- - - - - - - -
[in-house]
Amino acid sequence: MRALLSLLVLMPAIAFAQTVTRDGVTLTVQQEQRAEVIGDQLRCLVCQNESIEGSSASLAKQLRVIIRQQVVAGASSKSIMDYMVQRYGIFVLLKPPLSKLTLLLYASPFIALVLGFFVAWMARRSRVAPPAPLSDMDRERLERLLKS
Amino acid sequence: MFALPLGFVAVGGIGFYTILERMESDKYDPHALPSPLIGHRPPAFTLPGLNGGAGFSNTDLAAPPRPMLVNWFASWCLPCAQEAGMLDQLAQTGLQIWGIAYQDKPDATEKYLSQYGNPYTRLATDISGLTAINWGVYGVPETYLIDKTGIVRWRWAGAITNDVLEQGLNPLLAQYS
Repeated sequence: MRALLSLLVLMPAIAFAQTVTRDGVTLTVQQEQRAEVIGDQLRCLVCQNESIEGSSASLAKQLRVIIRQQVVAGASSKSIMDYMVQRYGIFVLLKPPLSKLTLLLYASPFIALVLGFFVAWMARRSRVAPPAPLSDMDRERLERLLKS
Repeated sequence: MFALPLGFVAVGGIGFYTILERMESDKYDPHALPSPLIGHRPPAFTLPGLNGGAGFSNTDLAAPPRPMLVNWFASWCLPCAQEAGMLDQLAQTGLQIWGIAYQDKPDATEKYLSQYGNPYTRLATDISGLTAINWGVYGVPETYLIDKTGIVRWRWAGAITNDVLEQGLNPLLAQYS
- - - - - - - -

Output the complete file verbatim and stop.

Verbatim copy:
[in-house]
Amino acid sequence: MRALLSLLVLMPAIAFAQTVTRDGVTLTVQQEQRAEVIGDQLRCLVCQNESIEGSSASLAKQLRVIIRQQVVAGASSKSIMDYMVQRYGIFVLLKPPLSKLTLLLYASPFIALVLGFFVAWMARRSRVAPPAPLSDMDRERLERLLKS
Amino acid sequence: MFALPLGFVAVGGIGFYTILERMESDKYDPHALPSPLIGHRPPAFTLPGLNGGAGFSNTDLAAPPRPMLVNWFASWCLPCAQEAGMLDQLAQTGLQIWGIAYQDKPDATEKYLSQYGNPYTRLATDISGLTAINWGVYGVPETYLIDKTGIVRWRWAGAITNDVLEQGLNPLLAQYS
Repeated sequence: MRALLSLLVLMPAIAFAQTVTRDGVTLTVQQEQRAEVIGDQLRCLVCQNESIEGSSASLAKQLRVIIRQQVVAGASSKSIMDYMVQRYGIFVLLKPPLSKLTLLLYASPFIALVLGFFVAWMARRSRVAPPAPLSDMDRERLERLLKS
Repeated sequence: MFALPLGFVAVGGIGFYTILERMESDKYDPHALPSPLIGHRPPAFTLPGLNGGAGFSNTDLAAPPRPMLVNWFASWCLPCAQEAGMLDQLAQTGLQIWGIAYQDKPDATEKYLSQYGNPYTRLATDISGLTAINWGVYGVPETYLIDKTGIVRWRWAGAITNDVLEQGLNPLLAQYS